This weekend I found a relatively new place just a couple of miles from me that serves Persian cuisine so I had to go check them out.  Nayeb is a restaurant and hookah lounge on Anderson Road in Rock Hill.  It is easy to spot because it looks like a yellow barn.  When I say yellow I mean bright like Tweety bird kind of yellow.  The place has plenty of parking places and lots of seating inside.  Outside there is a courtyard kind of set up the picture below shows a corner of.  In front of this are some outdoor tables and to the side there is what looks like an outdoor lounge with sofa and everything.  I’m guessing the courtyard is the hookah hangout.

I was the only patron in the place the whole time I was there.  The only other person I saw was my waitress, Cindy.  I’m guessing on the spelling since she didn’t have a nametag, it could be Sindee or Cyndi for all I know, not that it’s relevant.  Anyway, she greeted me and I had my choice of seats so I grabbed a table with a window and a view of the hookahs and assorted tobaccos.  The menu was presented and my drink order of unsweet tea was taken without delay.

The menu is limited but the dishes all had Persian names even if they weren’t exclusive to Persia so it felt authentic.  The entrees were mainly kabobs which was cool with me and although I was tempted to get the combo platter which had 3 kinds of kabobs I decided to stick with the koobideh so I could try an appetizer as well.  For the appetizer I selected the dolmeh stuffed grape leaves.  After I placed the order Cindy brought me a pre-appetizer appetizer they serve each guest.

What we had here was warm, almost toasted, flatbread with basil and parsley, feta cheese, a wedge of raw onion and butter.  According to her you take a bit of the herbs (sometimes you might have mint as well or in place of one of the others depending on what’s in the larder) and the feta and put them on the bread and either add some onion or just take a bite of the onion.  I dutifully tried it with some basil, cheese and a layer of onion.  It was ok but the bread by itself was the star of the little quartet.  I didn’t eat much because I didn’t want to be full for my app and entrée.

The grape leaves arrived next.  As you can see there were four grape leaves and what you don’t see is that they were stuffed with rice, herbs & spices.  My first taste caught me by surprise because they were tangier than I expected.  The grape leaves were tender and the filling was almost creamy in texture but you could see the grains of rice.  I have since learned that dill and lemon juice are constituent parts of these stuffed grape leaves and account for the tanginess.  I also tried some spice concoction that Cindy recommended trying on everything.  It was ok and actually acted as a counterbalance to the tartness of the grape leaves.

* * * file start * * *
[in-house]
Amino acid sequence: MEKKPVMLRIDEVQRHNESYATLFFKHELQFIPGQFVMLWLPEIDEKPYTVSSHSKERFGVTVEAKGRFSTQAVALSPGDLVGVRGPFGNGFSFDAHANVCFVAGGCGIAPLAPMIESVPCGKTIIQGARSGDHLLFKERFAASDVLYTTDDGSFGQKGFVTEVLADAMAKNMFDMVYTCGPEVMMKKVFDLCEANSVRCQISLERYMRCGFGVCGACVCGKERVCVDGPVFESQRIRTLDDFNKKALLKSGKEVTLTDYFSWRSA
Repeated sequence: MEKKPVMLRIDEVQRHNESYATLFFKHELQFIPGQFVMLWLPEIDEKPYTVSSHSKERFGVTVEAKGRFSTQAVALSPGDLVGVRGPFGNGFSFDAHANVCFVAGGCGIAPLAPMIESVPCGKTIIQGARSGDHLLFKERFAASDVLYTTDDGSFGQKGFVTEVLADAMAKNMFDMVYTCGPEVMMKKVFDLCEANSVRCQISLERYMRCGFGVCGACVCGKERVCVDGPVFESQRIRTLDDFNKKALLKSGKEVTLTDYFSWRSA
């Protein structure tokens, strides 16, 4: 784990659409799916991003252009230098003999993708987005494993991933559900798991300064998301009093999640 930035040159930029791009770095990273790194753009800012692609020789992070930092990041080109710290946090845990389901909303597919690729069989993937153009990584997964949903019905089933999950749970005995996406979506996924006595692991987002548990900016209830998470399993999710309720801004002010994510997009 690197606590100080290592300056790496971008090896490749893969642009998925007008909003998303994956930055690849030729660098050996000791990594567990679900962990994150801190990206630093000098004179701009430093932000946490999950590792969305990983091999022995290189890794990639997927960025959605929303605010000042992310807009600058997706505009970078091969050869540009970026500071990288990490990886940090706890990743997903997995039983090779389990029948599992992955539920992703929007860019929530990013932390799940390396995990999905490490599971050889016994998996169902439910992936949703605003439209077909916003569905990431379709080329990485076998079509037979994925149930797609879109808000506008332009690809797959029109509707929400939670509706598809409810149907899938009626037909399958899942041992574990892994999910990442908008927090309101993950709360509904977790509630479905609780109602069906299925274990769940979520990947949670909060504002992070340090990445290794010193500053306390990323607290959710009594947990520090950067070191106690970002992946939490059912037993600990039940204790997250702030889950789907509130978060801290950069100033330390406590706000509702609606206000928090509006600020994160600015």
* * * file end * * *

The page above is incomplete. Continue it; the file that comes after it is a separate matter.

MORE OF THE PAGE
My koobideh arrived nice and hot from the grill.  Koobideh is ground, spiced meat formed around a skewer and traditionally grilled over hot coals.  I’m not sure if these were grilled over a gas fire or a coal fire but they didn’t have any smokiness to the flavor so the flavor was all from the meat and spices.  Again there was a tartness to the first bite that caught me off guard but it went well paired with the relative blandness of the rice.  I have to say the odd segmentation of the kabobs was unexpected as well.  They were handy places to cut the meat in bite size pieces but didn’t really enhance the visual appeal.  The rice was just about perfect.  There was no stickiness and you could have easily eaten one grain at a time if you were that weird.  The bit of saffron added some color but not much in the way of flavor.  The grilled tomato also was a nice touch.

A last note on the tea.  I enjoyed it quite a bit and could taste something other than teas in it.  I asked and was told it was a Persian tea that included cardamom and it clicked.  I was basically drinking iced Earl Grey.

I’ll definitely be going back, if not for the weekday all you can eat Mediterranean buffet for 6.99, then at least to try one of the other types of kabobs.  I’m surprised they aren’t busier than they are and they have a lot of tables and parking sitting idle.  The Yelp reviews may be keeping some people away.  The most recent 4 reviews are a couple of one star reviews sandwiched between two five star reviews all within a couple of weeks.   Maybe the money’s in the hookahs.

If you’re interested in how to fix the koobideh or in Persian music or just a random fact check out the Tell Me More page.